Here we are again, the beginning of a new term. Everyone is fresh and eager to get their minds and bodies back into the land of learning. I have to say I’m no different.
Week two, term 4. Full of enthusiasm I leapt into the shop front of the Northey Street Nursery, ready to buy up, my mind going from here to there, if I grew that, we could eat that. It was endless. Well it was until I had my first real reality check. The nursery while, it was well stocked with amazing looking plants, the varieties seemed a little light on. How could this be I had it in my head I was going to do this and that. I had the next 8 weeks locked in. Then my sensibility kicked in. I began to ponder what season it was, where the temperatures were headed and the kind of growing conditions I had to work with. It was now to hot for rocket, the root veggies, while nearly ready for harvest wouldn’t be back until next Autumn and many of the Chinese greens had made heir debut. Our kitchen garden was entering into one of the harder seasons to manage. A sub tropical summer. Warm, humid conditions, while they make ideal growing conditions for some things, made it much harder to manage for others. It wasn’t as even sailing as our other seasons. I quickly got the attention of my dear colleague Peta Deacon who runs the nursery and our planning began our. This time taking on some more difficult varieties to have a go at. I know what we can grow now it’s time to extend our selves. Wish me luck, I always maintain that growing your own food is a little bit of skill a little bit of good measure and a lot of mother nature.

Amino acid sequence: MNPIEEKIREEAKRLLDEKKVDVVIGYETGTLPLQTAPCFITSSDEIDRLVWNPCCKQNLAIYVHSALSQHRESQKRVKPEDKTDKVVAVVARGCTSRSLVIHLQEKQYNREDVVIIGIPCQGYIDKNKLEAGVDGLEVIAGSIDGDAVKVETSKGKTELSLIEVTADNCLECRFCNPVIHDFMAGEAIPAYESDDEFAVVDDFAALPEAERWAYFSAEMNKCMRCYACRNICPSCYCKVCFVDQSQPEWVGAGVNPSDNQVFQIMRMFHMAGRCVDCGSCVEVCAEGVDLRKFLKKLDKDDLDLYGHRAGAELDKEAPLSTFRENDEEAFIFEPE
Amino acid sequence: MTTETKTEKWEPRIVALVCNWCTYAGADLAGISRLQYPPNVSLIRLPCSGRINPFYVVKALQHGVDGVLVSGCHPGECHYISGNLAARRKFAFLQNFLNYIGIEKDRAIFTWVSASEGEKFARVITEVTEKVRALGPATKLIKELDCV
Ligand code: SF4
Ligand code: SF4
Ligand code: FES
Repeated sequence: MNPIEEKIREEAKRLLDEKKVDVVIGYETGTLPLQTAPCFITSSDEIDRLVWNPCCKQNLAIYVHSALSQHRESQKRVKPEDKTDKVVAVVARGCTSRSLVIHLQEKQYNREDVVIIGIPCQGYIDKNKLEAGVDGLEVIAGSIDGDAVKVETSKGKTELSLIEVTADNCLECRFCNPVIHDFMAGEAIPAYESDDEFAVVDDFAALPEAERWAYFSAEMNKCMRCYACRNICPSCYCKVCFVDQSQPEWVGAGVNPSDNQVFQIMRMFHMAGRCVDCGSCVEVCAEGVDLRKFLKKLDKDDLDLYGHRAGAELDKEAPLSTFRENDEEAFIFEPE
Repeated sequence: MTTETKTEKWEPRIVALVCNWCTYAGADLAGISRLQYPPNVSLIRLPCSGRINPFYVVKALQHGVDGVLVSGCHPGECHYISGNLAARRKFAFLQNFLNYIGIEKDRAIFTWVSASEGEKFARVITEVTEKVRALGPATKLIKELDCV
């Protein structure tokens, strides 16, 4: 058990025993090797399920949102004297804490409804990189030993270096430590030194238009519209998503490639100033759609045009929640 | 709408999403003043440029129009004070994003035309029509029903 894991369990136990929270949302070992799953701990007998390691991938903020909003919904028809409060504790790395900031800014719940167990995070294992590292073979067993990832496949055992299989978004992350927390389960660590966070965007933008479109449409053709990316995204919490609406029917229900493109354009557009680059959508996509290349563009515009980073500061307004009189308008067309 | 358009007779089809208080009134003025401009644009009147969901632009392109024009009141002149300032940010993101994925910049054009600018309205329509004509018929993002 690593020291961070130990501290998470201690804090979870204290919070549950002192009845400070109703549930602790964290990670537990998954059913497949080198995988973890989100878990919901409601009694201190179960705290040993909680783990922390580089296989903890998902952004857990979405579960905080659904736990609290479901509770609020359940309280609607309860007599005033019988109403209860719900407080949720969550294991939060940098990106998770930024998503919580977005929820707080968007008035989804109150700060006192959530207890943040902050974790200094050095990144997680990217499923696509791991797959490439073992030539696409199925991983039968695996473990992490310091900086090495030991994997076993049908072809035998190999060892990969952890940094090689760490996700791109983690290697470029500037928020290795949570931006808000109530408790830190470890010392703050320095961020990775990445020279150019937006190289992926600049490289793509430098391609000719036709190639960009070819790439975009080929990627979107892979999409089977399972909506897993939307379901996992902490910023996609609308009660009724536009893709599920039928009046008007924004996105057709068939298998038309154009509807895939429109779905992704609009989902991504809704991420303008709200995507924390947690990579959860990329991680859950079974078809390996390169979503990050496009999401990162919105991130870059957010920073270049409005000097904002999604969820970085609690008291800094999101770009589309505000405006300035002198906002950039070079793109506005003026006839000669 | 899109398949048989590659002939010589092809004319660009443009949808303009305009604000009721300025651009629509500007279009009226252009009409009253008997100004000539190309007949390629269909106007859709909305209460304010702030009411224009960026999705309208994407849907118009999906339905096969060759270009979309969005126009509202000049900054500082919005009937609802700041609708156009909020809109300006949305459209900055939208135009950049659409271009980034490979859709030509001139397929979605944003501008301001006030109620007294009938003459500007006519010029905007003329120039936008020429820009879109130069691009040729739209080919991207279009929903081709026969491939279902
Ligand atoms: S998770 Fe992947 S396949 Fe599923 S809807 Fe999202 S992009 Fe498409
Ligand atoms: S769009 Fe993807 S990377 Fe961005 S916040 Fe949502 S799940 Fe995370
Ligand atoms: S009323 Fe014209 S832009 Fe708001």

This is what the Maggies Garden Project will grow in term 4
Tomatoes, eggplants, zucchini, pumpkin, beans, rainbow chard, mixed lettuce varieties, capsicums, rosemary, sage, parsley, basil, mint and thyme
In the near future we will be harvesting: Potatoes, beetroots, carrots, onions, leeks, broccoli.
TIP: Tomatoes, eggplant and snow peas, all get their nitrogen from the air, as a result don’t thrive with a lot of fertilizer.